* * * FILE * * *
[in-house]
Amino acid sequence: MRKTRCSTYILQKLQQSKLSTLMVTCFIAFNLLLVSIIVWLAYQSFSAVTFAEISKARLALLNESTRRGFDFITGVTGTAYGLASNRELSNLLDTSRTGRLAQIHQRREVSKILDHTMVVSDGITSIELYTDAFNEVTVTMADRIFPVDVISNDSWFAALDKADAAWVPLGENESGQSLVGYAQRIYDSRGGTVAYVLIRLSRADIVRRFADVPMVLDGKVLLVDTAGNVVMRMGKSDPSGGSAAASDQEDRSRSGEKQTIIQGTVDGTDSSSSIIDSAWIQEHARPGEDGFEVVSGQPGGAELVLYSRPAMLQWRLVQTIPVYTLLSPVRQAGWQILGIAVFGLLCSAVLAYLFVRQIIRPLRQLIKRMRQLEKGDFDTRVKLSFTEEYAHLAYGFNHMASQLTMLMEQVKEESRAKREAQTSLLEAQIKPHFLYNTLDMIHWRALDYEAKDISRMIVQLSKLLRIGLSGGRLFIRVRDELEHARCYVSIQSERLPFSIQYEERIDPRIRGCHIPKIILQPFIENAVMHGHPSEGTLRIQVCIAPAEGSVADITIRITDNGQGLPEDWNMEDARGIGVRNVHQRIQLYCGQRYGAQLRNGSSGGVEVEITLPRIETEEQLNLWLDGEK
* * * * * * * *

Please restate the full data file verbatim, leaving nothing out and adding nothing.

[in-house]
Amino acid sequence: MRKTRCSTYILQKLQQSKLSTLMVTCFIAFNLLLVSIIVWLAYQSFSAVTFAEISKARLALLNESTRRGFDFITGVTGTAYGLASNRELSNLLDTSRTGRLAQIHQRREVSKILDHTMVVSDGITSIELYTDAFNEVTVTMADRIFPVDVISNDSWFAALDKADAAWVPLGENESGQSLVGYAQRIYDSRGGTVAYVLIRLSRADIVRRFADVPMVLDGKVLLVDTAGNVVMRMGKSDPSGGSAAASDQEDRSRSGEKQTIIQGTVDGTDSSSSIIDSAWIQEHARPGEDGFEVVSGQPGGAELVLYSRPAMLQWRLVQTIPVYTLLSPVRQAGWQILGIAVFGLLCSAVLAYLFVRQIIRPLRQLIKRMRQLEKGDFDTRVKLSFTEEYAHLAYGFNHMASQLTMLMEQVKEESRAKREAQTSLLEAQIKPHFLYNTLDMIHWRALDYEAKDISRMIVQLSKLLRIGLSGGRLFIRVRDELEHARCYVSIQSERLPFSIQYEERIDPRIRGCHIPKIILQPFIENAVMHGHPSEGTLRIQVCIAPAEGSVADITIRITDNGQGLPEDWNMEDARGIGVRNVHQRIQLYCGQRYGAQLRNGSSGGVEVEITLPRIETEEQLNLWLDGEK